Amber is a likeable character. She's obsessed with reading self-help books. She refers to them with an endearing (but not annoying) frequency. She loves to eat, and loves her less than skinny body. She's a bit self-absorbed sometimes, but she'll do anything for her friends. She adores her triplet baby sisters, and loves the idea of being in love with Eli. She feels real. I also liked Grammy Greta, and Amber's geeky friend Dustin. Alyce is a bit of a tougher nut to crack (and she's essentially absent during the third book, despite much of it being about her). But she's still a reasonably sympathetic character.

The fact that Singleton has published more than 20 books to date definitely comes across in the Dead Girl books. Not so much in the presence of lyrical passages, but in the absence of any clunky phrases or descriptions. These books slide down easily, like the chocolates that Amber likes so much. Amber's teen voice feels authentic, too. Here are some examples:

"Transforming from a high schooler to a college girl didn't sound bad in theory; being mature and of legal age for a few days could be a cool experience. But being my boyfriend's sister was sooo going to ruin my love life." (Page 2, Dead Girl Dancing)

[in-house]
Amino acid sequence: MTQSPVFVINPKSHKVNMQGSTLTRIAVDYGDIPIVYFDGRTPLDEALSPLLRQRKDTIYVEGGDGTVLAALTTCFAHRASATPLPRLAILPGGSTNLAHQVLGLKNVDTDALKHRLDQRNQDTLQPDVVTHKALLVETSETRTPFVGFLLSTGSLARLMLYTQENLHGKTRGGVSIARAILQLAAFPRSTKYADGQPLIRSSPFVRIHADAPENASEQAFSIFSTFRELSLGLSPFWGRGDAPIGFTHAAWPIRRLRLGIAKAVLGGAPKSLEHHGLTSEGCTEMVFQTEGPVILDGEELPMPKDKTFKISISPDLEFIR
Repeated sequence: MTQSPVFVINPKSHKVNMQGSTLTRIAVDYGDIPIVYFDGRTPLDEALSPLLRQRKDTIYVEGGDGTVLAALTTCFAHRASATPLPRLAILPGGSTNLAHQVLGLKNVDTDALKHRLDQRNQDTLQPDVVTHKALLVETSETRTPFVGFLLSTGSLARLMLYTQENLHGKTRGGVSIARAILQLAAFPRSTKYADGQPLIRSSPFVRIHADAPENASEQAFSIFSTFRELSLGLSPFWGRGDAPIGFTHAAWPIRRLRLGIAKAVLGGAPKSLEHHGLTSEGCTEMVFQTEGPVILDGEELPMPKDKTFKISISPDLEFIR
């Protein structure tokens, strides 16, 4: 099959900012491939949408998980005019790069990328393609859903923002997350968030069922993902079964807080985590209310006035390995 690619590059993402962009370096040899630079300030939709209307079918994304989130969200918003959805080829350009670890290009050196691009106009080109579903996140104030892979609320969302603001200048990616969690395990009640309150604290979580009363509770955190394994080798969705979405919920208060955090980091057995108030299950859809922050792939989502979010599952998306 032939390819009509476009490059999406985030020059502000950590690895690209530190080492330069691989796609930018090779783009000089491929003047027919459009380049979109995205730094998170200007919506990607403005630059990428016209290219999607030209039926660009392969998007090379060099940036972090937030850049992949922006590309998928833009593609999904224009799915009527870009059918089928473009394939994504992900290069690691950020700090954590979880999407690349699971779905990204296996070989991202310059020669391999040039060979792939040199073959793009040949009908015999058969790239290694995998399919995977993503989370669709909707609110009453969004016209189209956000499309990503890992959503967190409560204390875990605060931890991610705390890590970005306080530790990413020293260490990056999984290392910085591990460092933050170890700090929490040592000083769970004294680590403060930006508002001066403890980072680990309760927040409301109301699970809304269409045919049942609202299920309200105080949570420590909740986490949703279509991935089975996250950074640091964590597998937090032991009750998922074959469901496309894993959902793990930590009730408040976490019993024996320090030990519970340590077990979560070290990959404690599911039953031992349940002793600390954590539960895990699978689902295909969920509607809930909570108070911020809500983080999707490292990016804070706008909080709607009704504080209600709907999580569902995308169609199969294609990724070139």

"I hated waiting. I mean, really hated waiting. To conquer this embarrassing character flaw I'd read a self-help book called Paving the Road to Success through Patience. But there were footnotes and the advice was so boring that I ended up skimming through the chapters, learning only that I really sucked at being patient." (Page 12, Dead Girl Dancing)

 "No denying it any longer--what I felt for Eli was like a giant blanket holding me warm and tight." (Page 50, Dead Girl in Love)

"Walking among rows of flowers, shrubs, and trees with a dead guy who spouted poetry and stole bodies was weird, but finding out that he wanted me to save his soul was weird squared to infinity." (Page 88, Dead Girl in Love)

Oh, I cringed sometimes, seeing Amber do things that I knew were mistakes. But I liked her, and wanted her to succeed. And I thought that Singleton tied together all of the loose threads deftly. I think that teen fans of paranormal fiction will really enjoy these books. The intriguing premise of being in one's own best friend's body, combined with the Freaky Friday aspects of having one's grandmother in one's own body, make Dead Girl in Love my favorite of the trilogy. But I liked all three books, and recommend them.   

Publisher: Flux
Publication Date: 2009
Source of Book: Bought Dead Girl Dancing, received Dead Girl in Love from the publisher (finished copy, original trade paperback)
Other Blog Reviews: Sharon Loves Books and Cats, The Book Reader, Charlotte's Library

© 2009 by Jennifer Robinson of Jen Robinson's Book Page. All rights reserved.